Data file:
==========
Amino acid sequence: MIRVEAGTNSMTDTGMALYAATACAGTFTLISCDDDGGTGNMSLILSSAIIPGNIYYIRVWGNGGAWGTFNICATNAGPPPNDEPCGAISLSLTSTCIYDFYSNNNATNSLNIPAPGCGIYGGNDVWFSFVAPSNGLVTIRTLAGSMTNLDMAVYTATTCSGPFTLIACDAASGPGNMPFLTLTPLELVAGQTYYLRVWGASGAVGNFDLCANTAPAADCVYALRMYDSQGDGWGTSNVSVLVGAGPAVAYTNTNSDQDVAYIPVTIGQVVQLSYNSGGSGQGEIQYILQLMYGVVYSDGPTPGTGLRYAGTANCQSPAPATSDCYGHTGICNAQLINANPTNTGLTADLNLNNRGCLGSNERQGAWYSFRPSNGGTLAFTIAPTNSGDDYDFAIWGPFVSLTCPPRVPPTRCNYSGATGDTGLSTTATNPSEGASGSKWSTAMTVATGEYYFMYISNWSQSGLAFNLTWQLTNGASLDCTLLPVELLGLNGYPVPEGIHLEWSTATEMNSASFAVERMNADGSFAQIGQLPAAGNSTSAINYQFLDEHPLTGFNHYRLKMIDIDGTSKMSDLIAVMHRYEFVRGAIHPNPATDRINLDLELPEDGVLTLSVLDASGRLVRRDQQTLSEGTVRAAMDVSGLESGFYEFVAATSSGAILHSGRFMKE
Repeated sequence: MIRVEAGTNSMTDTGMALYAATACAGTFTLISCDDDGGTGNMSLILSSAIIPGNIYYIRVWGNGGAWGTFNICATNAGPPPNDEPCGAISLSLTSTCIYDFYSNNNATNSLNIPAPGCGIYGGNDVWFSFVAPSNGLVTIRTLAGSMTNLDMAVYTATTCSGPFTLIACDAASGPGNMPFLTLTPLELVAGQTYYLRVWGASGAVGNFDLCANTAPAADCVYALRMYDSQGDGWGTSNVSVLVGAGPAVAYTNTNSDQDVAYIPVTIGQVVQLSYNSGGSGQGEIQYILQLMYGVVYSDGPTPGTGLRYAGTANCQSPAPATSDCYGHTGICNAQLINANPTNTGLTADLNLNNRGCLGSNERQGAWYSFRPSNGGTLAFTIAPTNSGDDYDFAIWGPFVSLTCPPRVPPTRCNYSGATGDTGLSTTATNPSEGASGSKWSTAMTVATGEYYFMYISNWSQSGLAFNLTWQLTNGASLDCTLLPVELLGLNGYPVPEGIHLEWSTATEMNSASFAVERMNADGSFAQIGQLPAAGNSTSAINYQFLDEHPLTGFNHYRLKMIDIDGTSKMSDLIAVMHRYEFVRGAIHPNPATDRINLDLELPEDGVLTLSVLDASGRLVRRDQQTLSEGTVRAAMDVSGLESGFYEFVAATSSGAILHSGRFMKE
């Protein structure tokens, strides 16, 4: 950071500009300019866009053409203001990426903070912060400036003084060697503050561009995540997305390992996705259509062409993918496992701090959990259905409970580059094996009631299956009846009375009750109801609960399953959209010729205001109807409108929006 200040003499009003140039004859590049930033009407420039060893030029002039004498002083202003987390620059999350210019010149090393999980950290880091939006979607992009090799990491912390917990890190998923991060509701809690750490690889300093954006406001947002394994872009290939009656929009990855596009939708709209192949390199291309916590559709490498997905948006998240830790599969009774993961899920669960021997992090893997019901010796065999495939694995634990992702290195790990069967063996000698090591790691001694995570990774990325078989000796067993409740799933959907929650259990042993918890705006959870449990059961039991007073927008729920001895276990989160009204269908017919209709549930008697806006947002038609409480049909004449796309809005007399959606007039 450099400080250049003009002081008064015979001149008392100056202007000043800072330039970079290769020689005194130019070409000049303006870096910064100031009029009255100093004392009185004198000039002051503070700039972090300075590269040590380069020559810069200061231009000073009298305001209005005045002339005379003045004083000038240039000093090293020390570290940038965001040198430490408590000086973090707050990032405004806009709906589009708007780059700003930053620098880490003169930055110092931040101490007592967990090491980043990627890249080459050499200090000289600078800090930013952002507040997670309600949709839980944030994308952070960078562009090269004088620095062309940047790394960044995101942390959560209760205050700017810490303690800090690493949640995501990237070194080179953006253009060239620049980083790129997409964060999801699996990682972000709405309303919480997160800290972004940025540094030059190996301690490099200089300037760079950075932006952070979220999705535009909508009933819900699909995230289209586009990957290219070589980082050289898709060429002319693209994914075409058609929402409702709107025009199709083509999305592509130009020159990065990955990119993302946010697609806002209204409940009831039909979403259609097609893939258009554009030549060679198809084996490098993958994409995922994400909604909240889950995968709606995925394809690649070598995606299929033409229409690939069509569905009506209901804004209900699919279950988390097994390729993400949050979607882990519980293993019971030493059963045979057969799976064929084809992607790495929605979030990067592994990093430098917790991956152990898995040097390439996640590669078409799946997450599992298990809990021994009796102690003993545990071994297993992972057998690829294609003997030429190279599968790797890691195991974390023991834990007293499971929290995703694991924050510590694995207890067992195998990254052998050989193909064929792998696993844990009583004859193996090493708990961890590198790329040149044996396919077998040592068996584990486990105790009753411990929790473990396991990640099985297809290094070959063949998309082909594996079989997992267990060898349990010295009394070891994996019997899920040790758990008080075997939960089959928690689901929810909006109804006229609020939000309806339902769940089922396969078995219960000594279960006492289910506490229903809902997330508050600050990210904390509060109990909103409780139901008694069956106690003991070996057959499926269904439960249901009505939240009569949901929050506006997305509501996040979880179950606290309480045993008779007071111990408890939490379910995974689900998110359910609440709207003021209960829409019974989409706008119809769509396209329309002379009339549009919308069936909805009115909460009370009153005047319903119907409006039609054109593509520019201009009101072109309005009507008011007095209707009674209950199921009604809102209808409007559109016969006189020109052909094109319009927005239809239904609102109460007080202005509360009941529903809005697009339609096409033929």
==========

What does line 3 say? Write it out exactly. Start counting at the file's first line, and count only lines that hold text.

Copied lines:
């Protein structure tokens, strides 16, 4: 950071500009300019866009053409203001990426903070912060400036003084060697503050561009995540997305390992996705259509062409993918496992701090959990259905409970580059094996009631299956009846009375009750109801609960399953959209010729205001109807409108929006 200040003499009003140039004859590049930033009407420039060893030029002039004498002083202003987390620059999350210019010149090393999980950290880091939006979607992009090799990491912390917990890190998923991060509701809690750490690889300093954006406001947002394994872009290939009656929009990855596009939708709209192949390199291309916590559709490498997905948006998240830790599969009774993961899920669960021997992090893997019901010796065999495939694995634990992702290195790990069967063996000698090591790691001694995570990774990325078989000796067993409740799933959907929650259990042993918890705006959870449990059961039991007073927008729920001895276990989160009204269908017919209709549930008697806006947002038609409480049909004449796309809005007399959606007039 450099400080250049003009002081008064015979001149008392100056202007000043800072330039970079290769020689005194130019070409000049303006870096910064100031009029009255100093004392009185004198000039002051503070700039972090300075590269040590380069020559810069200061231009000073009298305001209005005045002339005379003045004083000038240039000093090293020390570290940038965001040198430490408590000086973090707050990032405004806009709906589009708007780059700003930053620098880490003169930055110092931040101490007592967990090491980043990627890249080459050499200090000289600078800090930013952002507040997670309600949709839980944030994308952070960078562009090269004088620095062309940047790394960044995101942390959560209760205050700017810490303690800090690493949640995501990237070194080179953006253009060239620049980083790129997409964060999801699996990682972000709405309303919480997160800290972004940025540094030059190996301690490099200089300037760079950075932006952070979220999705535009909508009933819900699909995230289209586009990957290219070589980082050289898709060429002319693209994914075409058609929402409702709107025009199709083509999305592509130009020159990065990955990119993302946010697609806002209204409940009831039909979403259609097609893939258009554009030549060679198809084996490098993958994409995922994400909604909240889950995968709606995925394809690649070598995606299929033409229409690939069509569905009506209901804004209900699919279950988390097994390729993400949050979607882990519980293993019971030493059963045979057969799976064929084809992607790495929605979030990067592994990093430098917790991956152990898995040097390439996640590669078409799946997450599992298990809990021994009796102690003993545990071994297993992972057998690829294609003997030429190279599968790797890691195991974390023991834990007293499971929290995703694991924050510590694995207890067992195998990254052998050989193909064929792998696993844990009583004859193996090493708990961890590198790329040149044996396919077998040592068996584990486990105790009753411990929790473990396991990640099985297809290094070959063949998309082909594996079989997992267990060898349990010295009394070891994996019997899920040790758990008080075997939960089959928690689901929810909006109804006229609020939000309806339902769940089922396969078995219960000594279960006492289910506490229903809902997330508050600050990210904390509060109990909103409780139901008694069956106690003991070996057959499926269904439960249901009505939240009569949901929050506006997305509501996040979880179950606290309480045993008779007071111990408890939490379910995974689900998110359910609440709207003021209960829409019974989409706008119809769509396209329309002379009339549009919308069936909805009115909460009370009153005047319903119907409006039609054109593509520019201009009101072109309005009507008011007095209707009674209950199921009604809102209808409007559109016969006189020109052909094109319009927005239809239904609102109460007080202005509360009941529903809005697009339609096409033929």